Take the tube: remodelling of the endosomal system by intracellular Salmonella enterica
|Cell Biology; CONTAINING VACUOLE; EFFECTOR PROTEINS; EPITHELIAL-CELLS; HOST-CELLS; III SECRETION SYSTEM; MACROPHAGES; Microbiology; NETWORK; PATHOGENICITY ISLAND 2; TRAFFICKING; VIRULENCE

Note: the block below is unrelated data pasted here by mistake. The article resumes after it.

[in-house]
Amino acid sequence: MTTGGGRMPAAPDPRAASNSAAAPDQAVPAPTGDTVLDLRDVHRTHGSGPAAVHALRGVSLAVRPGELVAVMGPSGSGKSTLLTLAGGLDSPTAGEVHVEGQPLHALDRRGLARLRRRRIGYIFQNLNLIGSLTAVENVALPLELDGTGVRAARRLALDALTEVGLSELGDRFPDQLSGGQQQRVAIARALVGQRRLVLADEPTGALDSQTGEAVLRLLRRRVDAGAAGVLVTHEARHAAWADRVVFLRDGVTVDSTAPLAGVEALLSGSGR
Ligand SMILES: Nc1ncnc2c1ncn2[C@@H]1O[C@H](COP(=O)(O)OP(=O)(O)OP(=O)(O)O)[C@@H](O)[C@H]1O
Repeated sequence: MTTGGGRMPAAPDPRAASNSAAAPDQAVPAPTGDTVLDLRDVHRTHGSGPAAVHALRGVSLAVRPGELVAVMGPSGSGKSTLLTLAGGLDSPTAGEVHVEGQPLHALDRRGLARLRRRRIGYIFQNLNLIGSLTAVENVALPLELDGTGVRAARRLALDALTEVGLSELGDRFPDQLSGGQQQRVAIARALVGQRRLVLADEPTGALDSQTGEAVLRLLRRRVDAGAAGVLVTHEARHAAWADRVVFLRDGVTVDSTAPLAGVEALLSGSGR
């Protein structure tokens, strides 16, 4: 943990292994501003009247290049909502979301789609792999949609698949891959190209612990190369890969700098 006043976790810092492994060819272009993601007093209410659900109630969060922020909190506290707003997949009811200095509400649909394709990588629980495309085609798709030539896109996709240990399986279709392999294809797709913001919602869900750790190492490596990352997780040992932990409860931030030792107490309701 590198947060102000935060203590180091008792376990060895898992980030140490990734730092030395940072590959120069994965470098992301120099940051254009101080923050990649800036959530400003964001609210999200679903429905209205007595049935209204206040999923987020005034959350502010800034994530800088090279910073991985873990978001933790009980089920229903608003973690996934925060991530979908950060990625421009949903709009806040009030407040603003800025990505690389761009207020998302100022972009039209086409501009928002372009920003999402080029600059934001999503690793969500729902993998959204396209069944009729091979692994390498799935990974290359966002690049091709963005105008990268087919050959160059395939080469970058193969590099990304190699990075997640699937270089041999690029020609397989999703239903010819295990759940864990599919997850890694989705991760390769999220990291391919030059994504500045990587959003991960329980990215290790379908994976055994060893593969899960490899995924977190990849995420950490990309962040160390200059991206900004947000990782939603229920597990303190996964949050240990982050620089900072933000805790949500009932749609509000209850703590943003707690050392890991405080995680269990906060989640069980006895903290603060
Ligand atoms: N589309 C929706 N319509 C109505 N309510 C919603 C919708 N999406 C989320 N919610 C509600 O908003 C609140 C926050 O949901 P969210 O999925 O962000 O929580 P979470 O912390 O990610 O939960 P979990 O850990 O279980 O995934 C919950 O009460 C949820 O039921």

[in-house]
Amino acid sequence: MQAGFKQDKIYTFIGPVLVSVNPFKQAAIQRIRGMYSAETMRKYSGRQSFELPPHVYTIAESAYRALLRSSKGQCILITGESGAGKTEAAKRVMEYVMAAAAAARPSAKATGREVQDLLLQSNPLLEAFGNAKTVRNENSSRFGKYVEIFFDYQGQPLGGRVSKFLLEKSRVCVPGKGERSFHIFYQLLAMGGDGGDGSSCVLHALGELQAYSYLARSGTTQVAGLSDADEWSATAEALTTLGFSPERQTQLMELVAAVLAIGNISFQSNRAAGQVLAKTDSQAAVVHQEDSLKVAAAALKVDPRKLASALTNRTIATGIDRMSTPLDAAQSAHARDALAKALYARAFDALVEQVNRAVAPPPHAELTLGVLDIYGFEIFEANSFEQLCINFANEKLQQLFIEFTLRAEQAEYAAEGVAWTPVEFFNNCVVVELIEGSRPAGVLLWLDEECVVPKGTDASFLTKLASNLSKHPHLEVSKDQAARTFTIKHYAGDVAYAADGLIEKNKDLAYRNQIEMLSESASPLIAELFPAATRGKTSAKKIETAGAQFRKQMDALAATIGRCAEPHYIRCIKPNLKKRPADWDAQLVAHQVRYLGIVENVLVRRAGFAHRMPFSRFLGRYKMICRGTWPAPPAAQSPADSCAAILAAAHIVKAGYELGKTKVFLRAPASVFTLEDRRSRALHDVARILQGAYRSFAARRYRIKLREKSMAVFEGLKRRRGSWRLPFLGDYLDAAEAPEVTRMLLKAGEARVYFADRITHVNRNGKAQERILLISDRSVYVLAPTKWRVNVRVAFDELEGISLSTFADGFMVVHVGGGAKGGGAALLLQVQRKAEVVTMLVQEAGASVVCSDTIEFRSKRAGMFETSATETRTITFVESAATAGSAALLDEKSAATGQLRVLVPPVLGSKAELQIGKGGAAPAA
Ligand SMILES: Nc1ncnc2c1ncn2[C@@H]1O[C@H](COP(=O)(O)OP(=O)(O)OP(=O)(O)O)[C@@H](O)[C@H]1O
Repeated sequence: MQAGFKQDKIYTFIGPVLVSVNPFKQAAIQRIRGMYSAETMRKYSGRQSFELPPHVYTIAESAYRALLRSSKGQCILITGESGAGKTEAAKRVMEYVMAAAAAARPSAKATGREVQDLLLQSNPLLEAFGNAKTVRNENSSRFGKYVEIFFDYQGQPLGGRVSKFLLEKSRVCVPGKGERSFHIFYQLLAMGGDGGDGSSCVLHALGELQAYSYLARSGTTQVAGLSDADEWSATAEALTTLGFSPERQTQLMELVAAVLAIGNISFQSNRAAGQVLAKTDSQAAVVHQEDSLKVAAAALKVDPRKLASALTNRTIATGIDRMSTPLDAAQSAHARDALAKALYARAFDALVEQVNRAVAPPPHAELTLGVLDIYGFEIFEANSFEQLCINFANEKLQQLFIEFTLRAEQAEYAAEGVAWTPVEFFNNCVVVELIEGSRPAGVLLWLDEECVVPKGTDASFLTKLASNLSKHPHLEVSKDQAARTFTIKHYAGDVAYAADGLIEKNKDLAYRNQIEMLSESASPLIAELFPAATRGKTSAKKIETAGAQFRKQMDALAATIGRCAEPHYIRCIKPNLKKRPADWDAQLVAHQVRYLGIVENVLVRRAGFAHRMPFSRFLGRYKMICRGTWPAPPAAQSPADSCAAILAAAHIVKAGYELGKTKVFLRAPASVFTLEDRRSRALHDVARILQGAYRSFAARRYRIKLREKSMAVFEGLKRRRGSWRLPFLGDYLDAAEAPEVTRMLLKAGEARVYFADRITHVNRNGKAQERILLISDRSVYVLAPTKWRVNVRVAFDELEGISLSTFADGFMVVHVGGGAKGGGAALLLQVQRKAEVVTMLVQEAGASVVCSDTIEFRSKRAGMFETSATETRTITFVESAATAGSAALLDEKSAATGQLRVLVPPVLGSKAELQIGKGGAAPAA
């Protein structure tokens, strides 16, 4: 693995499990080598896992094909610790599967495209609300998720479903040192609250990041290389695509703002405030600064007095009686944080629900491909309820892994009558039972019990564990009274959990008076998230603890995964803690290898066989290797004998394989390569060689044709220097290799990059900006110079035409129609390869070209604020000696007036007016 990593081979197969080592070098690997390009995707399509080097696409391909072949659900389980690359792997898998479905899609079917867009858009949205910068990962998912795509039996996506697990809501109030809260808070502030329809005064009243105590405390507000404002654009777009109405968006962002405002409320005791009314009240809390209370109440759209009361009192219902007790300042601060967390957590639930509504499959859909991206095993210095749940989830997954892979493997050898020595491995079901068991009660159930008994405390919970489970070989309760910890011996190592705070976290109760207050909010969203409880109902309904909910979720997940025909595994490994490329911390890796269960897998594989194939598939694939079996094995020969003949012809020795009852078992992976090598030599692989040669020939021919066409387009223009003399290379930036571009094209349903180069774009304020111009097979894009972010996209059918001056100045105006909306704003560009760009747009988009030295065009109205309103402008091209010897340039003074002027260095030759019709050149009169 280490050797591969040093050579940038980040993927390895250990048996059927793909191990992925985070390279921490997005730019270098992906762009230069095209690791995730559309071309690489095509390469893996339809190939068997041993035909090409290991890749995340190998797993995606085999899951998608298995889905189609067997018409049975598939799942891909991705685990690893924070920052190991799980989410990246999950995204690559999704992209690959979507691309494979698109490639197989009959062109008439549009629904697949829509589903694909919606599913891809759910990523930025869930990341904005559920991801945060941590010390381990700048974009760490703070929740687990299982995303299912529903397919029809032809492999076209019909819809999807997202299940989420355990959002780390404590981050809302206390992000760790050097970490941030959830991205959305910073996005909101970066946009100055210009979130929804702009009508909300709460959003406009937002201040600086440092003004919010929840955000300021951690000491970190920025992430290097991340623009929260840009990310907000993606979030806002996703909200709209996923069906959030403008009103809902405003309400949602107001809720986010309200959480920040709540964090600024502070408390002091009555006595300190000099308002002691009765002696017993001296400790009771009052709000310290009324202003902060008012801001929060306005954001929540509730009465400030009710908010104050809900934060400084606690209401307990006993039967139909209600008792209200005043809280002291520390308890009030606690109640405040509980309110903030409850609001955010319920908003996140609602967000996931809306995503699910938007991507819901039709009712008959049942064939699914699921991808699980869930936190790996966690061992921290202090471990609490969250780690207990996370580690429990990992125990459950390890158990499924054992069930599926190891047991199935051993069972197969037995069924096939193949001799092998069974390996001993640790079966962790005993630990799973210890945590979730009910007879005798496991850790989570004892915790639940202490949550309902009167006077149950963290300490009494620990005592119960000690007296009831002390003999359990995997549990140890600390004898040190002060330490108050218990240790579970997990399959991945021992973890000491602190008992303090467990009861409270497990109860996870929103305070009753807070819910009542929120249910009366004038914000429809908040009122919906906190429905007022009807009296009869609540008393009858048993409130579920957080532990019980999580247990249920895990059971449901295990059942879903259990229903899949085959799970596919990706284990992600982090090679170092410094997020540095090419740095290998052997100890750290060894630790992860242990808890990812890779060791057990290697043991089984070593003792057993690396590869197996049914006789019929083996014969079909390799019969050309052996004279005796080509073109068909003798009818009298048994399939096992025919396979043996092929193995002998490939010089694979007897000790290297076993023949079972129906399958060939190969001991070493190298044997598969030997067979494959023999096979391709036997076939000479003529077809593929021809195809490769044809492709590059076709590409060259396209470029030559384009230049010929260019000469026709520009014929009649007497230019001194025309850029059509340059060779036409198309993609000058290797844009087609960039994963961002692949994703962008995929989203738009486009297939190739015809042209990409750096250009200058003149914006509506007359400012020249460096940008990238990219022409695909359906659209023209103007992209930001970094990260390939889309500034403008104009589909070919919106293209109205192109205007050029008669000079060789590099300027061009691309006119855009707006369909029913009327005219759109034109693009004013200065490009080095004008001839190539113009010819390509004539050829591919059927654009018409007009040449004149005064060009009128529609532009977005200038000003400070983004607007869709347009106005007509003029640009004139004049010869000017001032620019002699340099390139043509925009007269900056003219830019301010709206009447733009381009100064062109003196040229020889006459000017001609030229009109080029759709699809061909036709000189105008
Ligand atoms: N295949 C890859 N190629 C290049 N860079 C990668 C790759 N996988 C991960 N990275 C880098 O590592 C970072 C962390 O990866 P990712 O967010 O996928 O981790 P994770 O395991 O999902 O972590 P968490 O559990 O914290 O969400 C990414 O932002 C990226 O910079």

Salmonella enterica is a facultative intracellular pathogen residing in a unique host cell-derived membrane compartment, termed Salmonella-containing vacuole or SCV. By the activity of effector proteins translocated by the SPI2-endoced type III secretion system (T3SS), the biogenesis of the SCV is manipulated to generate a habitat permissive for intracellular proliferation. By taking control of the host cell vesicle fusion machinery, intracellular Salmonella creates an extensive interconnected system of tubular membranes arising from vesicles of various origins, collectively termed Salmonella-induced tubules (SIT). Recent work investigated the dynamic properties of these manipulations. New host cell targets of SPI2-T3SS effector proteins were identified. By applying combinations of live cell imaging and ultrastructural analyses, the detailed organization of membrane compartments inhabited and modified by intracellular Salmonella is now available. These studies provided unexpected new details on the intracellular environments of Salmonella. For example, one kind of SIT, the LAMP1-positive Salmonella-induced filaments (SIF), are composed of double-membrane tubules, with an inner lumen containing host cell cytosol and cytoskeletal filaments, and an outer lumen containing endocytosed cargo. The novel findings call for new models for the biogenesis of SCV and SIT and give raise to many open questions we discuss in this review.
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